"Tom absolutely loves his lessons. You make a great difference in his life."
- Dottie Whitlock, Parent of a Middle School Trombone Student (formerly an Elementary School Student!)
"I cannot begin to tell you how much I appreciate all your years of dedication as Dan's trombone teacher. You were his first teacher, and the development and opportunities he has had with your guidance have been immeasurable and beyond my highest expectations. I am so glad he stuck with it all these years (9 and still counting), and that we were lucky enough to have you there as his teacher, role model, and friend, watching him grow from beginner to advanced player. You have always been positive and encouraging and I truly feel this has nurtured his love of the trombone and his confidence as a player."
- Chris, Parent of an Elementary through High School Student, 1991-1998.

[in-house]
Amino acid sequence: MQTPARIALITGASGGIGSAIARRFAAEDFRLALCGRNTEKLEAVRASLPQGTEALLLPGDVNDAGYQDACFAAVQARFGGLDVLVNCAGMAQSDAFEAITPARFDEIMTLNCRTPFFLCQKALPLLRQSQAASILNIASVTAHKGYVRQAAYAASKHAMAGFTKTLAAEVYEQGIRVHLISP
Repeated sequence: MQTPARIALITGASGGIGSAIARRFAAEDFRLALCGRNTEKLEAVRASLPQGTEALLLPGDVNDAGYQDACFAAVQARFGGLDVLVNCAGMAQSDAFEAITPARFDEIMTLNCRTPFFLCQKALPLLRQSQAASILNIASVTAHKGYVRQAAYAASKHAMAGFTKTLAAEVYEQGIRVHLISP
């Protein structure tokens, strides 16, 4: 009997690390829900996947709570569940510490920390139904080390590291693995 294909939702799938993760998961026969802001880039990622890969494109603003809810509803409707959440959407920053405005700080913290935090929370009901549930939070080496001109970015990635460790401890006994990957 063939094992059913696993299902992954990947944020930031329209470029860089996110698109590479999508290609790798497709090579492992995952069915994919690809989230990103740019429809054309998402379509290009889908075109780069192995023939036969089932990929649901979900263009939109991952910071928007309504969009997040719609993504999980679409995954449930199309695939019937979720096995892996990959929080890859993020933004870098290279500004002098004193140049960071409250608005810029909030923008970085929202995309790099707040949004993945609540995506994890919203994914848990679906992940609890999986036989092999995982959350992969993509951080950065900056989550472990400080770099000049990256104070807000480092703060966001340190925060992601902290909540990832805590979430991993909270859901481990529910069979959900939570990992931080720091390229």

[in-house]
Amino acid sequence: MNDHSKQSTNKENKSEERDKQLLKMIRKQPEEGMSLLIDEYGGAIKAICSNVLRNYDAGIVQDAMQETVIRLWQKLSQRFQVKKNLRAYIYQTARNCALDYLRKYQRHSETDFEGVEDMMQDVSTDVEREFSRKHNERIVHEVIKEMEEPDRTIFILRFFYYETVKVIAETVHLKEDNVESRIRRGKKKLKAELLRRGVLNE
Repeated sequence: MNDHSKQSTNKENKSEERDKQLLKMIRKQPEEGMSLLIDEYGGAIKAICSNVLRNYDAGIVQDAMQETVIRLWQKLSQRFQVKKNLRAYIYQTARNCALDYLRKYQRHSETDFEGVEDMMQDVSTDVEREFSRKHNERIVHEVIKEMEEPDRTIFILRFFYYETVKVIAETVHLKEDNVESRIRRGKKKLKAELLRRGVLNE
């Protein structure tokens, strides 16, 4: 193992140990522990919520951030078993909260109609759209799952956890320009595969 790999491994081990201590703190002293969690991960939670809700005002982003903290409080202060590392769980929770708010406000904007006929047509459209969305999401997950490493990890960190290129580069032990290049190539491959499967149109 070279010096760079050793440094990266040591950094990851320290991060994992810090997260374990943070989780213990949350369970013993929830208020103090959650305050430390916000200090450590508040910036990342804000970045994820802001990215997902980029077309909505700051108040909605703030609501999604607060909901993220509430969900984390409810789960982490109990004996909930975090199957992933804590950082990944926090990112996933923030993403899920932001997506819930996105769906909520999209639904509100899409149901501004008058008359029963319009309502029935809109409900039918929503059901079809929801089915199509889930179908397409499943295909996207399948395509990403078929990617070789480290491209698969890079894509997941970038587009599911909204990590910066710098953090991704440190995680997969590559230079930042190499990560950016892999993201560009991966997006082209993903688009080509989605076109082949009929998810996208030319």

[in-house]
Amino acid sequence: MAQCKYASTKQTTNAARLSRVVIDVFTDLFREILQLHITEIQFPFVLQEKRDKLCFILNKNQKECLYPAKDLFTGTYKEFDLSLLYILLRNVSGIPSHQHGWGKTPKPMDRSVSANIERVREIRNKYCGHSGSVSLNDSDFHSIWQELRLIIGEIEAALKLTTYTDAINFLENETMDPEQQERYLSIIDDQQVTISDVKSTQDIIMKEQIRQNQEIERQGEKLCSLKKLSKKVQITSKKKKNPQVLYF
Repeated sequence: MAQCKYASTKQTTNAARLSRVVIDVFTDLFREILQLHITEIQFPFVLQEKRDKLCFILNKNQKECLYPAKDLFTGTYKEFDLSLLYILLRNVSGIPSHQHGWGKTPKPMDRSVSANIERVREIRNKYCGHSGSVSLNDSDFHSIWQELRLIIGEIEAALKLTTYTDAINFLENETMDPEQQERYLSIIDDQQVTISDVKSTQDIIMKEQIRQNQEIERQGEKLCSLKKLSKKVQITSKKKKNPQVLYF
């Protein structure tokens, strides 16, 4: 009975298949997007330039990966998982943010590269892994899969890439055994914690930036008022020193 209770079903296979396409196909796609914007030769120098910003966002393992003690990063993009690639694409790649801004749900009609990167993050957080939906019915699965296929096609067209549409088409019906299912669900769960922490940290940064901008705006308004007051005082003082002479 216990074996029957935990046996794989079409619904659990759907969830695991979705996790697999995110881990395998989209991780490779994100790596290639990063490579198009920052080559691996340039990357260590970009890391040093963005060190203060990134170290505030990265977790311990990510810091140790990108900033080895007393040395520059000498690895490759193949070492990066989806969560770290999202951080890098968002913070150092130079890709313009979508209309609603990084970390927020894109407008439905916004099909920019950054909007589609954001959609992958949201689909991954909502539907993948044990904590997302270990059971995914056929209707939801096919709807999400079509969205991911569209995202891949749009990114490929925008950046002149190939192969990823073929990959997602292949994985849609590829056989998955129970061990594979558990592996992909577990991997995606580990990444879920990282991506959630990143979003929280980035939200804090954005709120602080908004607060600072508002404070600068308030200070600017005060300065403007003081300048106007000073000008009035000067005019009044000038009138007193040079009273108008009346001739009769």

"We can't say enough how much we appreciate Brian being our son's trombone teacher. Although we live in Newburyport, MA, we find the 2 hour round trip completely worth the travel time to have our son study with Brian. He is not only a professional and talented performer himself but a teacher totally dedicated to the skill of teaching. Brian approaches teaching in the most positive way, successfully acknowledging both his student's strengths while setting personal and continuous goals for improvement. Our son looks forward to his lessons dearly and finds the personal attention and commitment of his teacher to him a support in all aspects of his life, with music being only one of them."
- Penny and Joshua, Parents of an Elementary student, 2005.
- Bass Trombone
- Euphonium (Baritone)
Kids deserve a teacher who makes the learning process exciting and enjoyable. Kids need a teacher who makes sure they develop habits that will serve them well as they progress on their instrument. Most important is that a young player experience a positive momentum, fueled by genuine improvement. An experienced teacher can nip bad habits in the bud very easily and effectively, and will lay the groundwork for continuing musical success. Learning an instrument is a serious endeavor, but there is plenty of room to have fun along the way!